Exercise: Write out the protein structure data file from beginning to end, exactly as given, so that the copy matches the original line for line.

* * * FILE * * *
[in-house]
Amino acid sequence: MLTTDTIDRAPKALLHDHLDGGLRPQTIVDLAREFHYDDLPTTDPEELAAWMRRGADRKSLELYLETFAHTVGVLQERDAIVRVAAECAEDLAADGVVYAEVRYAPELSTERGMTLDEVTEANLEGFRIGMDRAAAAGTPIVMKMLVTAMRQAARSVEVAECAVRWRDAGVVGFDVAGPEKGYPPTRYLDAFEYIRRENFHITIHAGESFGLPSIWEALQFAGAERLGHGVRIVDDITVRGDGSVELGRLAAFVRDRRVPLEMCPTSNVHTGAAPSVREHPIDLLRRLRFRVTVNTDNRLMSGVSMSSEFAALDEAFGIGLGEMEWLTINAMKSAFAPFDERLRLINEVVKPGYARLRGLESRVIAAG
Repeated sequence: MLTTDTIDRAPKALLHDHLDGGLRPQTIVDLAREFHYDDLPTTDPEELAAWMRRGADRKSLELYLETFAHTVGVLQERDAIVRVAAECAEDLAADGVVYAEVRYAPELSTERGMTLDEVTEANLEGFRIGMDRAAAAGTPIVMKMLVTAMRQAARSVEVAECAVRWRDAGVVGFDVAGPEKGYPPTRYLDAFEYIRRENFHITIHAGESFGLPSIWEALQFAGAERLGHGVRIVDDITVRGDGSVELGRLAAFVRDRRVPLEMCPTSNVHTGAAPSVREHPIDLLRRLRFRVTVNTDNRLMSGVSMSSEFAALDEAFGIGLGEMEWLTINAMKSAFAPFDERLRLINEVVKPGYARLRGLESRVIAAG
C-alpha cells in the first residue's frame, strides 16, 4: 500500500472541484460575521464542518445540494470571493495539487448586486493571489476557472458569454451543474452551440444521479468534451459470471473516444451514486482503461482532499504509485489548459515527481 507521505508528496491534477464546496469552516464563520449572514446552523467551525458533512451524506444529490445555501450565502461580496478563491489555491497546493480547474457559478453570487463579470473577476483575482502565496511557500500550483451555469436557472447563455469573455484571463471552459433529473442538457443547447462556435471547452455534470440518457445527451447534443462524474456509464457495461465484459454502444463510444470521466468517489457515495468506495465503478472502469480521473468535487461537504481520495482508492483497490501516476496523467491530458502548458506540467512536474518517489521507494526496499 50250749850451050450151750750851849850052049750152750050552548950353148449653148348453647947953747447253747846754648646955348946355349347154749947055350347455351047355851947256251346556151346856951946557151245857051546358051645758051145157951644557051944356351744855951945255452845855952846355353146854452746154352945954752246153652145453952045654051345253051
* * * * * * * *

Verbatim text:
[in-house]
Amino acid sequence: MLTTDTIDRAPKALLHDHLDGGLRPQTIVDLAREFHYDDLPTTDPEELAAWMRRGADRKSLELYLETFAHTVGVLQERDAIVRVAAECAEDLAADGVVYAEVRYAPELSTERGMTLDEVTEANLEGFRIGMDRAAAAGTPIVMKMLVTAMRQAARSVEVAECAVRWRDAGVVGFDVAGPEKGYPPTRYLDAFEYIRRENFHITIHAGESFGLPSIWEALQFAGAERLGHGVRIVDDITVRGDGSVELGRLAAFVRDRRVPLEMCPTSNVHTGAAPSVREHPIDLLRRLRFRVTVNTDNRLMSGVSMSSEFAALDEAFGIGLGEMEWLTINAMKSAFAPFDERLRLINEVVKPGYARLRGLESRVIAAG
Repeated sequence: MLTTDTIDRAPKALLHDHLDGGLRPQTIVDLAREFHYDDLPTTDPEELAAWMRRGADRKSLELYLETFAHTVGVLQERDAIVRVAAECAEDLAADGVVYAEVRYAPELSTERGMTLDEVTEANLEGFRIGMDRAAAAGTPIVMKMLVTAMRQAARSVEVAECAVRWRDAGVVGFDVAGPEKGYPPTRYLDAFEYIRRENFHITIHAGESFGLPSIWEALQFAGAERLGHGVRIVDDITVRGDGSVELGRLAAFVRDRRVPLEMCPTSNVHTGAAPSVREHPIDLLRRLRFRVTVNTDNRLMSGVSMSSEFAALDEAFGIGLGEMEWLTINAMKSAFAPFDERLRLINEVVKPGYARLRGLESRVIAAG
C-alpha cells in the first residue's frame, strides 16, 4: 500500500472541484460575521464542518445540494470571493495539487448586486493571489476557472458569454451543474452551440444521479468534451459470471473516444451514486482503461482532499504509485489548459515527481 507521505508528496491534477464546496469552516464563520449572514446552523467551525458533512451524506444529490445555501450565502461580496478563491489555491497546493480547474457559478453570487463579470473577476483575482502565496511557500500550483451555469436557472447563455469573455484571463471552459433529473442538457443547447462556435471547452455534470440518457445527451447534443462524474456509464457495461465484459454502444463510444470521466468517489457515495468506495465503478472502469480521473468535487461537504481520495482508492483497490501516476496523467491530458502548458506540467512536474518517489521507494526496499 50250749850451050450151750750851849850052049750152750050552548950353148449653148348453647947953747447253747846754648646955348946355349347154749947055350347455351047355851947256251346556151346856951946557151245857051546358051645758051145157951644557051944356351744855951945255452845855952846355353146854452746154352945954752246153652145453952045654051345253051